Burnout Syndrome: When You Overwork Yourself
Burnout syndrome is defined as the sensation of unease produced by overworking. The unease tends to be the direct consequence of very intense or very prolonged stress. Thus, the pressure ends up consuming the individual’s resources (psychological defenses). It is more common in helping professions (doctors, nurses, psychologists, etc).
Burnout syndrome looks different in each person. But one of the most visible symptoms is a lack of motivation, which makes the quantity and quality of their work taper off. Therefore, we could say that it’s considered a state of physical, emotional, and mental exhaustion produced by continuous over-involvement in situations that are too emotionally demanding.
Maslach, one of the most notable authors in the field, defines burnout syndrome as “emotional exhaustion which leads to the loss of motivation which tends to give way to a feeling of inadequacy or failure.”
The three main axes of burnout syndrome
- Emotional fatigue and exhaustion: People who suffer from burnout syndrome feel like they can’t give quality help or support any longer to their patient or family member. This often makes them feel inadequate or helpless. They can’t give any more of themselves to others. They feel mentally tired and fatigued. Oftentimes, this also extends to physical fatigue.
- Depersonalization: Due to the process described above, the professional adopts a demeanor of indifference. They become more distant with the patient or their family members. As a result, they do not do their job the way they should or how they would in normal conditions.
- Feelings of failure due to a lack of personal and/or professional fulfillment: In the long-term, a person with burnout syndrome gets less satisfaction out of their work. They begin to experience feelings of failure or discontent. There is frustration, helplessness, as we referred to in the first point, low self-esteem and disillusionment as regards work.
The vicious cycle of stress and exhaustion
It’s a lot like the domino effect or a vicious cycle. However, it doesn’t have to go in the same order for every person, and it’s not always gradual. What does tend to happen is an “escalation of symptoms.” In other words, the initial symptoms, unless something happens, tend to give way to everything else.
This doesn’t mean that everyone in the helping professions necessarily experience exhaustion. There are some professional who handle difficult work, like palliative care or oncology, by actually becoming stronger because it it. Which path they take depends a great deal on the emotional coping and regulation resources they use.
“Being close to death teaches you how to live.”
Coping with burnout
There are certain elements (experiences, people, situations, etc) we cannot change and have absolutely no control over. Events that simply are what they are. Things we’d like to change in some way, or ones we wish weren’t there at all.
But… that’s the way it is. So, in order to take care of ourselves, we need to distinguish between what can and can’t be done. Distinguish between what is and what should be. This will protect us from helplessness, frustration, guilt and anger.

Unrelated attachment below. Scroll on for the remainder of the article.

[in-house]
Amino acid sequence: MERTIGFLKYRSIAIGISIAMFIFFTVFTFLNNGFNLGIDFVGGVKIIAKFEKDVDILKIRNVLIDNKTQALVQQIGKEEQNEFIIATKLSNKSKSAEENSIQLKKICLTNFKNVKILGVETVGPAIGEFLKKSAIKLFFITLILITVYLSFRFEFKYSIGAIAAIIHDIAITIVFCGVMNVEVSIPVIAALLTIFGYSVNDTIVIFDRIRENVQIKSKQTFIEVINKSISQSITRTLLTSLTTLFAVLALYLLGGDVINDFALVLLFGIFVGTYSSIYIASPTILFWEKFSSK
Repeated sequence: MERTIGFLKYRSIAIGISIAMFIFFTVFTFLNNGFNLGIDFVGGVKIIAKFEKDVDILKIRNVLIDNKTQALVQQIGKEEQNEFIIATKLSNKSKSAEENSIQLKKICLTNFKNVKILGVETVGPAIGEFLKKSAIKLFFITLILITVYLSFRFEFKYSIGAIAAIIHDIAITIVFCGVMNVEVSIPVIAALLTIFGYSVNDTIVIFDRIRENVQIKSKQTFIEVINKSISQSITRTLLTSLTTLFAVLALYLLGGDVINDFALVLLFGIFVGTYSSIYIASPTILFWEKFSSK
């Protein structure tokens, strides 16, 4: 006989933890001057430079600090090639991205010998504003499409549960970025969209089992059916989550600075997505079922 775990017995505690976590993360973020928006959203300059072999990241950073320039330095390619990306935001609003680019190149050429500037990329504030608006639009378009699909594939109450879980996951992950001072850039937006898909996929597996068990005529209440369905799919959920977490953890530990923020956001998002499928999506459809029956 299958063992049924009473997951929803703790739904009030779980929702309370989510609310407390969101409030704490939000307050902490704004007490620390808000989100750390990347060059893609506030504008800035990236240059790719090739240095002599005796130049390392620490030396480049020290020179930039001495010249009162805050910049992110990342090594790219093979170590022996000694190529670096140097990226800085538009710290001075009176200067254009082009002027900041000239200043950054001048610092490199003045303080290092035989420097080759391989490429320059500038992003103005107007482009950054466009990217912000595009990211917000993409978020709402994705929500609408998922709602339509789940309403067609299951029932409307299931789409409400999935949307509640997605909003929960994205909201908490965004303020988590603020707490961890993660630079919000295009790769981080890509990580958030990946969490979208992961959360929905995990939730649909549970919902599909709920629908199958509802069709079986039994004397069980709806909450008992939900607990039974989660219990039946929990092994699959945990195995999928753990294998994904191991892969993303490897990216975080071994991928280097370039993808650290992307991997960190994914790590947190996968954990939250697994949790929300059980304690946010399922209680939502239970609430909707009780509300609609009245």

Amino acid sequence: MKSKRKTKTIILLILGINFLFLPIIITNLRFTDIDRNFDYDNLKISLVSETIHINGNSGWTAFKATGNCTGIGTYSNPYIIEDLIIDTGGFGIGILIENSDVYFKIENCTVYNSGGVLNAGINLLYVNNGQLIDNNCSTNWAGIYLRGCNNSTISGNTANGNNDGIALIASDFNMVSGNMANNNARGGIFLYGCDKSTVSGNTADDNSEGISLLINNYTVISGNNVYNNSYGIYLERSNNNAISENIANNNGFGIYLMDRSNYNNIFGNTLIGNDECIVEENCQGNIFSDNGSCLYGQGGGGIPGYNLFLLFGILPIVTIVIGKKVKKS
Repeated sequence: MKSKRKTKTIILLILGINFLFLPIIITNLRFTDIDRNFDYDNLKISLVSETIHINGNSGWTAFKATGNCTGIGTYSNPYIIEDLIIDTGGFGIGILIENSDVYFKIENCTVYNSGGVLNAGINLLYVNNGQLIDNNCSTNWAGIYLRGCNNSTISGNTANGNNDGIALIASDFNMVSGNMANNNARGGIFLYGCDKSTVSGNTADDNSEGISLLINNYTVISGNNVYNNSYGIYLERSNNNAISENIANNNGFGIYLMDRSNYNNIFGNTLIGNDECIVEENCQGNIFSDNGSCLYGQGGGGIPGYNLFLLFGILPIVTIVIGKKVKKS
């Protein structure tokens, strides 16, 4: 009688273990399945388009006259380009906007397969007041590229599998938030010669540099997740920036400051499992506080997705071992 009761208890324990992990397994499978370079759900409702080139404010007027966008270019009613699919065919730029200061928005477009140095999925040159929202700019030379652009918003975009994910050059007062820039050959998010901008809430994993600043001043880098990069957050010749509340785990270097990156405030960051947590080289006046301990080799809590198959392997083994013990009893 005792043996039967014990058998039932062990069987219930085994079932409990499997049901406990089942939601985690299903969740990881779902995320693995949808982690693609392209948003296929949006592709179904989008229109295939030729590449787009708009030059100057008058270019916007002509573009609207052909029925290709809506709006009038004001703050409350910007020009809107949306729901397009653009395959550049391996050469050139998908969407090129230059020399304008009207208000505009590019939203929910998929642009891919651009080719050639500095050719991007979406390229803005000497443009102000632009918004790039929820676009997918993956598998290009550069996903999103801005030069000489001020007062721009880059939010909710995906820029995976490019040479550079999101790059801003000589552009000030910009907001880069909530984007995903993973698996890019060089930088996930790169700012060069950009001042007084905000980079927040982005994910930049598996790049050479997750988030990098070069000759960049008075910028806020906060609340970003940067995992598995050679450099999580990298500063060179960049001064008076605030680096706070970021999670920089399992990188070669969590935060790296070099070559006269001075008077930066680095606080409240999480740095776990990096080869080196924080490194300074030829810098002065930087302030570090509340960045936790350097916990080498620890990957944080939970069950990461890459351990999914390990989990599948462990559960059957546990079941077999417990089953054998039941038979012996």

It’s important to accept that:
- We are responsible for the things we do, not guilty of them. Therefore, we can always choose how to react to things that happen.
- We all have our limits and need to take care of our relationships. Both our relationships with others and with ourselves.
- Pain and suffering will affect us. It’s normal, we’re just human. But it will help us learn more about ourselves.
- Emotions have their own rules and are hardly subject to the dictates of reason. This applies even if you’re a healthcare professional.
Effective resources to fight burnout syndrome
To treat burnout syndrome, two psychological resources are commonly used and quite effective. We’re referring to acceptance and compassion. They both help release stress. They keep our motivation and willpower up so we can direct our energy proactively. Being proactive consists of making decisions for oneself. Taking responsibility for one’s actions without justifying them.
Also, acceptance and compassion help us to set realistic and reachable goals. They guide us towards success and achievement. It’s all about focusing on what you want, not on what you fear.
To do so, it’s important to seek out correct information and invest time into it. One example is practicing techniques such as mindfulness, which is based on full attention focused on the present.
Self-regulation strategies are also important here. By self-regulation strategies we’re talking about things that help us to control our own behavior. These include emotional, cognitive and motor behaviors. The purpose is to adapt better to situations.
In short, the general underlining point is simple: getting back control over important personal choices (like dedicating your life to helping others), which will enable you to do it well and maintain your emotional health.